The FAQs: answering 7 important questions about sudden cardiac arrest

Automated External Defibrillators (AEDs) have been around for some time, providing vital medical care to people experiencing sudden cardiac arrest (SCA) whether in hospital or a public setting.

The strange thing is that despite their long term, imperative application, this life-saving medical technology is still a bit mysterious to the general public.

So, if you’re looking to buy AED technology for your home or workplace, and want the 411 on SCA and how it occurs, feel free to read on:

1.What are defibrillators?

This imperative technology is a relatively small electronic device that produces a controlled shock to the heart of someone experiencing life-threatening ventricular fibrillation.

2.What is ventricular fibrillation?

Ventricular fibrillation (VF) is a life-threatening heart rhythm that typically causes SCA. When someone enters VF, it means that the heart suddenly changes from a normal rhythm to a chaotic, highly erratic rhythm, causing an instant loss of pulse and blood pressure that consequently causes an instant loss of consciousness within a few seconds of its occurrence.

3.What is SCA?

SCA is what occurs when an individual’s heart stops beating suddenly and without prior warning, when this occurs, the blood stops pumping throughout the victim’s body, and consequently leaves the vital organs and brain without blood flow. Unfortunately, this causes a near instant loss of consciousness and potentially death within a few minutes of the SCA occurring. A person’s chances of surviving SCA decreases 10-15% with every passing minute once SCA occurs.

4.How can I tell if someone is experiencing SCA?


SCA symptoms are without warning and immediate, although these are the symptoms to immediately check for:

  • The person suddenly collapses;
  • They have a lack of pulse;
  • They are not breathing;
  • They become unconscious.
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Although SCA is highly immediate and without warning, there are occasionally some small signs that indicate an onset of SCA, including:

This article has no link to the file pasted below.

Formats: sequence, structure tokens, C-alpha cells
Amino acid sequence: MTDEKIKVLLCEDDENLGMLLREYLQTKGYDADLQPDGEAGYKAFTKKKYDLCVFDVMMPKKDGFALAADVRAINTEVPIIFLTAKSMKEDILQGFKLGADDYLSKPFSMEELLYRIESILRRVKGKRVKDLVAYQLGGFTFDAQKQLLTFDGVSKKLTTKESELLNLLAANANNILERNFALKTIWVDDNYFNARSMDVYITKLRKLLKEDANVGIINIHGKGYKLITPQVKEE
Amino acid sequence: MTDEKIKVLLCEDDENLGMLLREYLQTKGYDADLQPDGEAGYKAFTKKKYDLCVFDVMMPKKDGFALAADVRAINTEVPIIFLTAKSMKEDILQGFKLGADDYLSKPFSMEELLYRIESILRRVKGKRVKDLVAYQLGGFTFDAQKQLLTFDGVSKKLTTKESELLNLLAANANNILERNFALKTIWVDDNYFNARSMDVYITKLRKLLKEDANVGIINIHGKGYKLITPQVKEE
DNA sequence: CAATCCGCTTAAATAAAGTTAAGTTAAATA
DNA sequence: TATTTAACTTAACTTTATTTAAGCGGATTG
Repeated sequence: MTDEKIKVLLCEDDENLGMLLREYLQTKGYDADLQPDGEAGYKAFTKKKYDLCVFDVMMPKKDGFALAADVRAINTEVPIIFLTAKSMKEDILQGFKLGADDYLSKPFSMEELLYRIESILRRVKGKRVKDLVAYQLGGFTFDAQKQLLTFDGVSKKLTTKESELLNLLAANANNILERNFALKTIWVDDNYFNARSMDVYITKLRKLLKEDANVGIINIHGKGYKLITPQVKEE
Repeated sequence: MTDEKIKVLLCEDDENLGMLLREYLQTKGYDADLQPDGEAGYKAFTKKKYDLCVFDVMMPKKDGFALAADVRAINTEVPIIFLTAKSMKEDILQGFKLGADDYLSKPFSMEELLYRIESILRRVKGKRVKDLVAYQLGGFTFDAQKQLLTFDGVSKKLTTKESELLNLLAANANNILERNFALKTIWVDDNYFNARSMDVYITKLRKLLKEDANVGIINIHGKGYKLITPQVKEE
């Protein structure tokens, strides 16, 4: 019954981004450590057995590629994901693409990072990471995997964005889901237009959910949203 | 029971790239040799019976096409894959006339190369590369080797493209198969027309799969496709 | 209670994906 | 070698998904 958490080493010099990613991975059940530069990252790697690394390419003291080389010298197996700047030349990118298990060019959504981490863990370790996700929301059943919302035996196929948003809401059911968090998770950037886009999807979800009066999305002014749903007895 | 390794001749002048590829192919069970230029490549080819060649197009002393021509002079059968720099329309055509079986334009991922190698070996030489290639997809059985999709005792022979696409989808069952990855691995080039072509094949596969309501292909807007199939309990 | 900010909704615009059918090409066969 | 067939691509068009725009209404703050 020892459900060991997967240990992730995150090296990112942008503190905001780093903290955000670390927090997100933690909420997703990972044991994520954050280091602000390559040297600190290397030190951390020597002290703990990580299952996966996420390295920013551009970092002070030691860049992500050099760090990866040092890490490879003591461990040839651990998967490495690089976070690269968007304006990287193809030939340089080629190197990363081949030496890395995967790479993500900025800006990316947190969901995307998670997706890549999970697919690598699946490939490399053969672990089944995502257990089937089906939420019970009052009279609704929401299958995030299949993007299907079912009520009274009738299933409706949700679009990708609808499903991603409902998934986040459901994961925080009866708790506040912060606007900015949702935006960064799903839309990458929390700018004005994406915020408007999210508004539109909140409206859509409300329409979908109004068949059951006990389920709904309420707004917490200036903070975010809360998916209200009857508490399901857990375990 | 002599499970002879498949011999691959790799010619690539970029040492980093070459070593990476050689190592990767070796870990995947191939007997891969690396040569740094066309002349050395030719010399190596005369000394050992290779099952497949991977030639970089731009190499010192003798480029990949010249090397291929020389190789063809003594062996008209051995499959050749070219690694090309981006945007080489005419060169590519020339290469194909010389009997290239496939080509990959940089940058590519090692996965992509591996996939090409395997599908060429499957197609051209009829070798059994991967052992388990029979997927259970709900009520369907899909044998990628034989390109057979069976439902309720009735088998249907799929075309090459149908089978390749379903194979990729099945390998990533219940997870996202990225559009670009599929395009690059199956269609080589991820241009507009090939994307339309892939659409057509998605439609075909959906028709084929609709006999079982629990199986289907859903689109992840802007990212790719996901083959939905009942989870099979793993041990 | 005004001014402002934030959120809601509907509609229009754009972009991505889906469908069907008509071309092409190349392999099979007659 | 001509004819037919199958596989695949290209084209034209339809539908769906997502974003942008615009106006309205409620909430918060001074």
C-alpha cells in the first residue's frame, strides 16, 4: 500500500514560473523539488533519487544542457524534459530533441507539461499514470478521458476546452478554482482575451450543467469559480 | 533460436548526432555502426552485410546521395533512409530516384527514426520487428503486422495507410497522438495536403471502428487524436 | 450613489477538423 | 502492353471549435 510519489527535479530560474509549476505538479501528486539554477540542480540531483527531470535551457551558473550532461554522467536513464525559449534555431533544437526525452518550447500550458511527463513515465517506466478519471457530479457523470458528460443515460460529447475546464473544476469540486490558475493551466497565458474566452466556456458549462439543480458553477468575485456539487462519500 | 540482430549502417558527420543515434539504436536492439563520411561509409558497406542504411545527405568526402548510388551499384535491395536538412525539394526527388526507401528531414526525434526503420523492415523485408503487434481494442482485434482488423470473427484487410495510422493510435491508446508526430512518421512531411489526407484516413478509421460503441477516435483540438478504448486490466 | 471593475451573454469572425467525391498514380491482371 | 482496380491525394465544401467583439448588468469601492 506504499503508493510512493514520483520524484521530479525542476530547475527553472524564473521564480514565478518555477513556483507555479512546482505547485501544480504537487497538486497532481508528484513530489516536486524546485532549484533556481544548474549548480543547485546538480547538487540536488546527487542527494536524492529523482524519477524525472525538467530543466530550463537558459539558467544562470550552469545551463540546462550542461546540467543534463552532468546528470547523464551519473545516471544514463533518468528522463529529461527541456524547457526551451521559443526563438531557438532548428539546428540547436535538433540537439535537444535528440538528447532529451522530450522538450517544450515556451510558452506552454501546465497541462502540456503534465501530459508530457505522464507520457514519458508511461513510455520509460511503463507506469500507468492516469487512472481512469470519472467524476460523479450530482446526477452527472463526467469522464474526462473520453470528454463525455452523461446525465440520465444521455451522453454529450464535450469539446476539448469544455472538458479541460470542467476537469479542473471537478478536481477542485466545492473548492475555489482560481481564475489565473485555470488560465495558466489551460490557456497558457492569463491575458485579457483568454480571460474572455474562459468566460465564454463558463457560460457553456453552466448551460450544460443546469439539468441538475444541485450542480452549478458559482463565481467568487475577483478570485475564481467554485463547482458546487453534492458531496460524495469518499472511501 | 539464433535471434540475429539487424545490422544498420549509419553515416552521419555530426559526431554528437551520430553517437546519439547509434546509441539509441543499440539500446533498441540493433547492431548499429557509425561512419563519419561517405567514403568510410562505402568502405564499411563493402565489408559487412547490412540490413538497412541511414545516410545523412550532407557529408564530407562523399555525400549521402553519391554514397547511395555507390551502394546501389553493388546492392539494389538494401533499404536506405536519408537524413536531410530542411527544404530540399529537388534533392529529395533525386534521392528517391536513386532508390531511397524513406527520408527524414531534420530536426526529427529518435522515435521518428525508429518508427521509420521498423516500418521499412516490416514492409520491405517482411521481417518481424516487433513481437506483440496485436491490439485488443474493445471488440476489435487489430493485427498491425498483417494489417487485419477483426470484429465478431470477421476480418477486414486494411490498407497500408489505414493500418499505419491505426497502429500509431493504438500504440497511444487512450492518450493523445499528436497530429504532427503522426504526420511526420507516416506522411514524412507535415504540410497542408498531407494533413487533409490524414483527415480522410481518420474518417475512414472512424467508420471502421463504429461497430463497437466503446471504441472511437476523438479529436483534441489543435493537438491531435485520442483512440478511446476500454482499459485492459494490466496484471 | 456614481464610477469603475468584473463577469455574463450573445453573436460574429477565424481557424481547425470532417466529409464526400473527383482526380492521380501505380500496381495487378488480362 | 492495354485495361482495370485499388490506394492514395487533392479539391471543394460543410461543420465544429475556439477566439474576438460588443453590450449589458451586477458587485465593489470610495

• Fainting
  • Fatigue
  • Dizziness
  • Blackouts
  • Shortness of breath
  • Weakness
  • Chest pain
  • Vomiting
  • Palpitations

5.Is anyone at particular risk of SCA?

SCA can happen to anyone at any time, although it is more likely to occur to people of particular demographics. The risk of SCA increases with age, and it is more likely to occur to someone who has an underlying heart condition. What’s more, it is more likely to happen to men than women, and is less common amongst children (though now impossible).

6.Can there be other contributing factors?

Although the direct cause of SCA is an irregular heart rhythm that leads to a decrease in pulse and blood pressure, there are environmental factors that contribute to its occurrence, including:


  • A familial history of heart disease
  • High cholesterol
  • Smoking
  • High blood pressure
  • Diabetes
  • Obesity & being overweight
  • Excessive drinking
  • A sedentary or inactive lifestyle

7.Can you use CPR to treat SCA?

Unfortunately, CPR will not save an SCA victim’s life. Although CPR helps circulate small amounts of blood to the vital organs, it is not enough to stop death in the way that AED technology can help resuscitate a victim.

Of course, CPR should be used before the victim can receive AED treatment, as it helps keep the blood flowing throughout the body, but then should be immediately replaced by the AED once it arrives. The technology is easy to follow and will tell you what to do and when to perform CPR again.

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AED technology is the best health option when it comes to saving an SCA victim’s life in a public setting and for this reason the general public should have full awareness of its application and how to use it during the occurrence of SCA.

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